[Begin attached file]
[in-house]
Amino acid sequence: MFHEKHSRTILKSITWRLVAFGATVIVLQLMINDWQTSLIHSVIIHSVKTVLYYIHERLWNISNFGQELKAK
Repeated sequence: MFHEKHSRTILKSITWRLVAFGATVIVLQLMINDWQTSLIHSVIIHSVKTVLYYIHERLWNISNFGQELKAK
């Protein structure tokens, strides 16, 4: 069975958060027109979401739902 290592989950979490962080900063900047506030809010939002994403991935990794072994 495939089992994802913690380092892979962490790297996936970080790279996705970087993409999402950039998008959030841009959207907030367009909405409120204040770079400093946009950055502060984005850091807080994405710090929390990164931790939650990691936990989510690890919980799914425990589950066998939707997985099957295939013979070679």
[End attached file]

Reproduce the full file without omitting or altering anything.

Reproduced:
[in-house]
Amino acid sequence: MFHEKHSRTILKSITWRLVAFGATVIVLQLMINDWQTSLIHSVIIHSVKTVLYYIHERLWNISNFGQELKAK
Repeated sequence: MFHEKHSRTILKSITWRLVAFGATVIVLQLMINDWQTSLIHSVIIHSVKTVLYYIHERLWNISNFGQELKAK
């Protein structure tokens, strides 16, 4: 069975958060027109979401739902 290592989950979490962080900063900047506030809010939002994403991935990794072994 495939089992994802913690380092892979962490790297996936970080790279996705970087993409999402950039998008959030841009959207907030367009909405409120204040770079400093946009950055502060984005850091807080994405710090929390990164931790939650990691936990989510690890919980799914425990589950066998939707997985099957295939013979070679």